Statistical analyses

TB Infection Prevalence Estimates: To estimate the population-level age-stratified prevalence of TB infection (defined as a positive TST) we used inverse probability of sampling weighting [11,12] to adjust for (1) oversampling of households with an HIV positive member and (2) incomplete placement of TSTs in sampled households. The probability of household selection was estimated using the community-specific empirical proportions, and the probability of an individual’s participation (within a selected household) was estimated with logistic regression controlling for age, sex, and HIV status. Statistical inference was based on the non-parametric bootstrap, treating the household as the independent unit.

Predictors of TB Infection: Our primary outcome is prevalent TB infection, which we defined as a positive TST. Predictor variables were grouped into three categories: individual-level (e.g. age, sex, HIV status), household-level (e.g. household TB contact), and community/school based (e.g. boarding school). To assess the association between potential exposure variables and prevalent TB infection, we calculated unadjusted and adjusted odds ratios with generalized estimating equations (GEE), which accounted for clustering by household, and used inverse weighting to account for incomplete measurements. Adjusted models controlled for age, gender, HIV status, wealth, and household contact with TB disease, and only included other predictors whose univariate association with the outcome yielded a p-value <0.1. All analyses were conducted pooling over and stratified by age-group (5–11 years and 12–19 years). We performed a test of homogeneity to assess for differences across age-group, and considered a p-value of <0.05 statistically significant. Analyses were conducted in R (R Studio), version 1.1.38.

Association Between Prevalent TB Infection and Proxies for Household TB Transmission: To evaluate the hypothesis that proxies of household transmission would have a stronger association with TB infection in younger children (age 5–11 years) than adolescents (12–19 years), we performed age-stratified analyses for proxies of household transmission. The following predictors were defined as proxies for household transmission in children and young adults: household TB contact, mother with a positive TST, and >1 other child in the household with a positive TST.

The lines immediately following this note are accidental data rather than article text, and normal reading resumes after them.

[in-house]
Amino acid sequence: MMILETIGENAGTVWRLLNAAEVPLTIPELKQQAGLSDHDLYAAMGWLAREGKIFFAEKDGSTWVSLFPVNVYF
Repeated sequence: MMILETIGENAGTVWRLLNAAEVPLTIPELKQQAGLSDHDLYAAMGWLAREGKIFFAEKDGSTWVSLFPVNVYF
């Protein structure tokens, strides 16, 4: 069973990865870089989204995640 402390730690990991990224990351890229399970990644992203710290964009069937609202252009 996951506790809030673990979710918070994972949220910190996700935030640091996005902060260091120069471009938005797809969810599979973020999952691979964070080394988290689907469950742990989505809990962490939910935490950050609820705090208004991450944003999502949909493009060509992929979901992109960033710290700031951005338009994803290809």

Population Attributable Fraction (PAF) of Prevalent TB Infection Due to a Known Household TB Contact: To further assess age-related variations in the role of household TB exposure and prevalent TB infection in youth we estimated the PAF of prevalent TB infection due to a household TB contact among all youth (5–19 years) and within age strata: 5–11 years and 12–19 years. The PAF is defined as the difference between the observed prevalence of TB infection and expected prevalence of TB infection in the absence of household contacts, divided by the observed prevalence.[13] All estimates used inverse-probability weighting to account for the sampling scheme and incomplete TST placement. The estimates of the expected prevalence of TB infection if there were no household contacts were adjusted for age, sex, wealth, and HIV status.

Ethics

For the SEARCH community health campaigns, all participants 15 years of age or over provided verbal consent with biometric fingerprint confirmation of agreement, parental consent was obtained for children under the age of 15 and waived for mature minors from ages 15–17. For the TB infection survey, we obtained written informed consent from parents and legal guardians for legal for children and mature minors 17 years and younger, and assent was obtained for participants ages 8 to 17 years. Participants 18 years and older provided written consent. This study is in accordance with the Uganda National Council for Science and Technology Guidelines National Guidelines for Research[14] and was approved by the Makerere University School of Medicine Research and Ethics Committee, Uganda National Council for Science and Technology, and the University of California, San Francisco Committee on Human Research.

Results

Participant characteristics

TSTs were placed in 3154 of 4721 (67%) youth (ages 5–19 years) living in the 1426 households participating in the nested study. Of the 3154 TST’s placed, 3121 (99%) were read within 72 hours (Fig 1). Demographics and bivariate associations between multi-level predictors are presented in Table 1. The median age of participants was 11 (IQR 7–14), 48.4% were female, 1.2% were living with HIV, 94.8% had evidence of BCG vaccination (scar or record of vaccination), 3.5% reported a household TB contact, and 0.1% reported a prior diagnosis of TB disease. School attendance among youth was 77.4%, the majority of youth attend a public school (64.1%), and 8.0% live outside of the community to attend school. The frequency of non-zero indurations is shown in Fig 2 and the mode was 8mm.

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Fig 2. Histogram of non-zero induration from tuberculin skin tests.

Among the 3,121 children who had TSTs placed and read, 2425 (77.7%) had an induration of 0 millimeters (mm) and 696 (22.3%) had a non-zero mm induration. The mode of non-zero indurations was 8mm.